Published June 20, 2017
Last week's news that a deranged man fired a volley of rifle shots at several congressmen who had gathered for baseball practice wounding several included at least one very interesting side note.
Rep. Ryan Costello (R-PA) posted that, although he had played in the Congressional Charity Baseball Game each of the past two years, he had, this time, missed his ride to the practice. He had arrived at the departure site just two minutes late. The car pool was already gone, having left exactly at the designated hour.
He was just two minutes late! Had Rep. Costello been on time, he would have soon found himself in the midst of the gunfire and, who knows, he could have been gunned down, too.
Two minutes! What is the value of two minutes? I think Rep. Costello could testify that just two minutes clearly could be life-changing.
That reminded me of this list I saw some time ago:
- To realize the value of one year, ask a student who has failed his exam and has to repeat a grade.
- To realize the value of one month, ask a mother who has given birth to a pre-mature baby.
- To realize the value of one week, ask an editor of a weekly newspaper. (Or your preacher.)
- To realize the value of one day, ask a daily wage laborer who has eight kids to feed.
- To realize the value of one hour, ask someone who is on his deathbed.
- To realize the value of one minute, ask a person who has missed the train.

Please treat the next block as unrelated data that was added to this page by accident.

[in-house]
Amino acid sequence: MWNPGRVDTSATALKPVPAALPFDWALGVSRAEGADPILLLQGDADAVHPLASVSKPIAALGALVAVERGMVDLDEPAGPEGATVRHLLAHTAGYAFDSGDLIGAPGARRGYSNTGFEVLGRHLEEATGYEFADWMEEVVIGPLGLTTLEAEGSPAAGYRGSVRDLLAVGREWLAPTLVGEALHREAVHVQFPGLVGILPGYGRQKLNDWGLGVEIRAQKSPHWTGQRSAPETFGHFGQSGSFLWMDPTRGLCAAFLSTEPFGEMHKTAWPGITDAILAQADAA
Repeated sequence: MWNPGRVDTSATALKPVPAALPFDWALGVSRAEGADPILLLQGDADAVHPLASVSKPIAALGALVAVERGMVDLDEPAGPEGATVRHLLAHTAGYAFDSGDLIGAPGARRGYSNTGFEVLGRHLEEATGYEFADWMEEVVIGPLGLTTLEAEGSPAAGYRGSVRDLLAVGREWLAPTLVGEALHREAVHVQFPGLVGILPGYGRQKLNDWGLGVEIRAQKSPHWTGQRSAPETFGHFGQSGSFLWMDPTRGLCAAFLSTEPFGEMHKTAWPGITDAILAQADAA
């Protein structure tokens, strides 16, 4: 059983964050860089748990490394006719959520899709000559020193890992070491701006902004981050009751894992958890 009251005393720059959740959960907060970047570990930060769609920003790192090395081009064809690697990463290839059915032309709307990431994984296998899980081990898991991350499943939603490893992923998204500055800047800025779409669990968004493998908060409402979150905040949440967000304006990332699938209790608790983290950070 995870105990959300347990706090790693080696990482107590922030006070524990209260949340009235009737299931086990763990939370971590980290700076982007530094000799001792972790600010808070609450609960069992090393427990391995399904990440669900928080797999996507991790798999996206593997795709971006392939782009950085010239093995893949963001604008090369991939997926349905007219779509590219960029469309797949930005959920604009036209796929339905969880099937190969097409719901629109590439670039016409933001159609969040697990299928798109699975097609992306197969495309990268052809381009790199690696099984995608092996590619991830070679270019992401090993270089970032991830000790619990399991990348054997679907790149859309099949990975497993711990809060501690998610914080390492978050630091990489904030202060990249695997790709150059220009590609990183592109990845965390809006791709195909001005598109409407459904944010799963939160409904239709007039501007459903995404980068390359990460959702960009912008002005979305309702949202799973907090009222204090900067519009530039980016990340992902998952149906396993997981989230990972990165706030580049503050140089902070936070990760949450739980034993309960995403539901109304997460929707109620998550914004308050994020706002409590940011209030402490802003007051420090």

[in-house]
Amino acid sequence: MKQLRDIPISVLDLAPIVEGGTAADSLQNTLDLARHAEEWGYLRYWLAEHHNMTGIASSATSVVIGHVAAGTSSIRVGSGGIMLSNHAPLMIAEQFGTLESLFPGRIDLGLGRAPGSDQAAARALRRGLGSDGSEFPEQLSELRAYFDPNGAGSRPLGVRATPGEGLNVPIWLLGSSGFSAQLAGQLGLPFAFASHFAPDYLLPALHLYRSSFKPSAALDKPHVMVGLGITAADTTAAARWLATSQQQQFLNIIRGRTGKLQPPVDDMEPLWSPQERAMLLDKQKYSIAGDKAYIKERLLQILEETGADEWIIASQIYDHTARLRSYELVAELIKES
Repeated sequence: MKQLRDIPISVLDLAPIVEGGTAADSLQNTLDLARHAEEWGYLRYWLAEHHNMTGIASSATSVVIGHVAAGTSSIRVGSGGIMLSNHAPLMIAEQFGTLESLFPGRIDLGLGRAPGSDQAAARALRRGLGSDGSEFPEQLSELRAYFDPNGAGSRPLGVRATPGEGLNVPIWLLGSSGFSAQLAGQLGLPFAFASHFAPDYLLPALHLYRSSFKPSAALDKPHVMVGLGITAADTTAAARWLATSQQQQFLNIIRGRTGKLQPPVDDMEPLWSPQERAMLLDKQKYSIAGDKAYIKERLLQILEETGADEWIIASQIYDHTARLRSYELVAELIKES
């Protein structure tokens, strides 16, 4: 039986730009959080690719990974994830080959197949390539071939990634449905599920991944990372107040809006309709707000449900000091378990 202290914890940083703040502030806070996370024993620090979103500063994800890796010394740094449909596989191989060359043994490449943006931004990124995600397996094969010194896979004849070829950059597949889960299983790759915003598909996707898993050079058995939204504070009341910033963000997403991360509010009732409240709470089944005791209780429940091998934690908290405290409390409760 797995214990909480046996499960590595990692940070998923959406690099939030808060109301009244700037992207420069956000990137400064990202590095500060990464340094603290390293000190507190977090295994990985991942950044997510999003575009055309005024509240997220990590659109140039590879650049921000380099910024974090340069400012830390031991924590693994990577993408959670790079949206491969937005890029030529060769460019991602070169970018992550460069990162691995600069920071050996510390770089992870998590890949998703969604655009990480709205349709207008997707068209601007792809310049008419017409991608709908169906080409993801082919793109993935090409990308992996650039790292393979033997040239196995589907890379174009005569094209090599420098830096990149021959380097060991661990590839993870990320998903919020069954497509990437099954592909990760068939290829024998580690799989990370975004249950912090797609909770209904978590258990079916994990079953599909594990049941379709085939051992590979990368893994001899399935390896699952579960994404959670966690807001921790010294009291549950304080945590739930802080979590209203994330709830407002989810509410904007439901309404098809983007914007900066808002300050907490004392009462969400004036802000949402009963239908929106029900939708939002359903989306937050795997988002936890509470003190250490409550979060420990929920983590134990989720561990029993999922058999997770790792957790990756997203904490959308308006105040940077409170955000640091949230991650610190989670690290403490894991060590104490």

- To realize the value of one second, ask a person who has survived an accident.
- To realize the value of one millisecond, ask the person who has won a silver medal in Olympics.
The lesson here? Treasure every moment that the Lord graciously grants you. Every moment!
Bill & Gloria Gaither some years ago put it this way in song:
We have this moment to hold in our hands
And to touch as it slips through our fingers like sand.
Yesterday's gone and tomorrow may never come.
But we have this moment today.*
The media called Rep. Costello's tardiness "serendipitous." Perhaps. But I tend to think of such occurrences as something more than mere chance. Perhaps God isn't finished with this Presbyterian congressman yet and spared him for whatever work He still has for him to do. (Rep. Costello did say he was now heavily engaged in praying for his wounded colleagues.)
Each of us is given a great gift every morning an entire new day to live for the Lord and to serve Him. With His help and guidance, let's be sure to make the most of it especially because, as the song reminds us regarding the uncertainty of this life, "tomorrow may never come."
*Chorus from "We Have This Moment Today," Wm. & Gloria Gaither, Hanna Street Music ASCAP, 1975.
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